At the time, the Toronto Railway Company and its owner, William Mackenzie, were not popular in Toronto. The TRC and the City had been engaged in a lengthy battle to extend streetcar service to areas the City had annexed after 1894. The Toronto Railway Company refused, saying this went beyond its mandate, and would not be profitable. The TRC’s obstinance led the City to create the Toronto Civic Railway to serve the newly annexed areas, and eventually take over the assets of the TRC once its franchise expired in 1921.

Canadian courts may have sided with the Toronto Railway Company against the City, but the battle did little but foster the TRC’s miserly reputation among citizens. When the Canadian military asked the TRC to provide service on Dufferin Street for its troops, in spite of there being a war on, the TRC was similarly frugal in its response. A single double-ended car began shuttling back and forth from the crossover north of King Street south to Springhurst, before returning to King Street, likely on the same track. The service was not publicized, and the TRC likely abandoned the line within a few weeks of its start-up. John F. Bromley, in researching the route, could find no reference to when operations ended, and speculates that the route may have vanished after just a week.

The Military Makes it an Order

The Canadian military then turned to Toronto’s mayor and staunch critic of the Toronto Railway Company, Thomas Langton Church, and to the Ontario Railway & Municipal Board. With a formal request endorsed by the mayor, the railway board asked the TRC to resume service. As a result, the TRC agreed to restore service on a trial basis for another week, and did so starting on February 2, 1915, but made no further promises.

This time, the TRC used a larger “palace” car — a term generally used for the double-trucked TRC-built cars with numbers higher than 1310, likely operating along Dufferin, after wyeing at King Street, south along Dufferin, through Dufferin Loop and returning.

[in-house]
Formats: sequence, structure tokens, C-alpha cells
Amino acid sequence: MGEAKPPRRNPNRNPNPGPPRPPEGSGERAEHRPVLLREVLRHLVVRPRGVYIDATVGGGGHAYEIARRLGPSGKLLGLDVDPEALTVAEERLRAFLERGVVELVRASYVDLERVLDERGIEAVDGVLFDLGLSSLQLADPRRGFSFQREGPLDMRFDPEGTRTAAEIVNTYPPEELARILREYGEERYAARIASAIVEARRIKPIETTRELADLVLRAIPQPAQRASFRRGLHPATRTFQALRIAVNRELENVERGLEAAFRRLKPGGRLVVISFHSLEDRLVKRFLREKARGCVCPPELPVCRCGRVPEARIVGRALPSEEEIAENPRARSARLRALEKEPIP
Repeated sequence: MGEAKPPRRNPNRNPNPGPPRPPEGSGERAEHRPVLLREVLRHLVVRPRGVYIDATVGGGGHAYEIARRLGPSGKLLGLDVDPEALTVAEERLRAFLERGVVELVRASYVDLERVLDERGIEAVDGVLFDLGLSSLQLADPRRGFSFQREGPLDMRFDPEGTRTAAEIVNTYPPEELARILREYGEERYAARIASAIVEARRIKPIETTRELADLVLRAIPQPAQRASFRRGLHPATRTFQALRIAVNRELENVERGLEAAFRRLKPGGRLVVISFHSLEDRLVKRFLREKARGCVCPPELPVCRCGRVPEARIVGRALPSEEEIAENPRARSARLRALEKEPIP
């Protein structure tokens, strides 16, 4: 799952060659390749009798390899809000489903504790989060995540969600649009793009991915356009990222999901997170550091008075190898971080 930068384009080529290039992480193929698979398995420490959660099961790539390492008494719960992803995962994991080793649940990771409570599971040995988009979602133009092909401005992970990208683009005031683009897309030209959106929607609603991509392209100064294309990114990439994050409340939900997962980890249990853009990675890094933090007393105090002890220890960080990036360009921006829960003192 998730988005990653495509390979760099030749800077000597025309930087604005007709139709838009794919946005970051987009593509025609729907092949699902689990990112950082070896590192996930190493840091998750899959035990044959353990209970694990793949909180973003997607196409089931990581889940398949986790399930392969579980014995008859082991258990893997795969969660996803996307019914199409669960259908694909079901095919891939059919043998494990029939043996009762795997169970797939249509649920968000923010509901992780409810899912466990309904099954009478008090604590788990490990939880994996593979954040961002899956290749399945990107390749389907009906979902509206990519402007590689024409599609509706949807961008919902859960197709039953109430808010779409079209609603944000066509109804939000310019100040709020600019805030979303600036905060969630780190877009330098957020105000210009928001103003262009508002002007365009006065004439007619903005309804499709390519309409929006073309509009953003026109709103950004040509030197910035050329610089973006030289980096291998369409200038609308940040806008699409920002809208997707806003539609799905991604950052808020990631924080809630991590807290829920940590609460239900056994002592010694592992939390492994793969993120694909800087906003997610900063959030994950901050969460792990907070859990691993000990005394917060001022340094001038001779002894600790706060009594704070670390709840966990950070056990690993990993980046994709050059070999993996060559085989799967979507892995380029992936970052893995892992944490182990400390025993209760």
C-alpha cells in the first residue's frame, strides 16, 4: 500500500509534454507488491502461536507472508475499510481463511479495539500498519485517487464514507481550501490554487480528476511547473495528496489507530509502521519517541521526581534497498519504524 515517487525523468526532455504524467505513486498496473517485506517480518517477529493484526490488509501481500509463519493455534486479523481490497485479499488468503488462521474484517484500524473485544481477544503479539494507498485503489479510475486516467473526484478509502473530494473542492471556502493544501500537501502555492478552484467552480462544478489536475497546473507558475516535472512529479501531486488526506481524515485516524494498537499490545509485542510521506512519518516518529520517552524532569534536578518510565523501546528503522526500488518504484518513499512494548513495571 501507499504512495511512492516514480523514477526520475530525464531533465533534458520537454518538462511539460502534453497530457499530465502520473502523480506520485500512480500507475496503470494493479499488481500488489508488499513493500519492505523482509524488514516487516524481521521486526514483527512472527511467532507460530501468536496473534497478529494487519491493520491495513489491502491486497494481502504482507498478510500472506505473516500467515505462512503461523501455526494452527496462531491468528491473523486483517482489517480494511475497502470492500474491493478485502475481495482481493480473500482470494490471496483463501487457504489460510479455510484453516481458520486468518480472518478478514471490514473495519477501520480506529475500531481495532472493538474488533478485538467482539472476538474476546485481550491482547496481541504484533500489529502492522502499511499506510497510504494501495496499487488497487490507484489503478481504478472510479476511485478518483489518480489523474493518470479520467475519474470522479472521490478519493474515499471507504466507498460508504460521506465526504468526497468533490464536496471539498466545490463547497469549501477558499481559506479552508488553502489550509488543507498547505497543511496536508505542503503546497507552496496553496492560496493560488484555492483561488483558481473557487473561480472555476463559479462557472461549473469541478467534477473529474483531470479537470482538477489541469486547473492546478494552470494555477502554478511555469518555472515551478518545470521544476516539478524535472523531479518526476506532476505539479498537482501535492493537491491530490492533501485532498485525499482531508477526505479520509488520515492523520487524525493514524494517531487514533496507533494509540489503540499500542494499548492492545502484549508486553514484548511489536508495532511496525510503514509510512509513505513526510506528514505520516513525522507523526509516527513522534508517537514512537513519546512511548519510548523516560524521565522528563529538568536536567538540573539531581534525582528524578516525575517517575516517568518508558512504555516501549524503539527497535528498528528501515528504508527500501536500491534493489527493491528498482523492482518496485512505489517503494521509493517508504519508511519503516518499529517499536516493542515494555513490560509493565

In his extensive research, John Bromley found no record of DUFFERIN service operating following the week-long trial, but he did not find any record that the service was curtailed, either. It is possible that the line may have continued to operate, unheralded, for the remainder of the First World War — if so, likely using the smaller double-end car in stub service, like in 1914, to handle the lack of traffic. Service either discontinued on February 8, 1915, or on November 11, 1918, and was certainly over by December 31, 1918.

The Return of the Dufferin Shuttle

For years afterward, service on Dufferin Street was provided by other routes, largely to serve events at the Exhibition grounds. During the Canadian National Exhibition, DOVERCOURT cars would divert off their regular route from King and Shaw and operate to the Exhibition via King and Dufferin. Starting June 30, 1922, this diversion began operating daily through the summer from 2 p.m. to 10 p.m., initially from Bloor Street, and then, on July 17, 1922, along the full route from Van Horne. This service ended on August 25, 1922, but resumed again for the summers of 1923 and 1924.

Then, on July 1, 1925, DUFFERIN reappeared, replacing the summer extension of the DOVERCOURT route. Every day, from 2:00 p.m. to 10:30 p.m., double-ended (likely ex-Toronto Civic Railway) cars would operate from the Dufferin crossover north of King Street, via south on Dufferin, through Dufferin Loop and then north on Dufferin to the Dufferin crossover.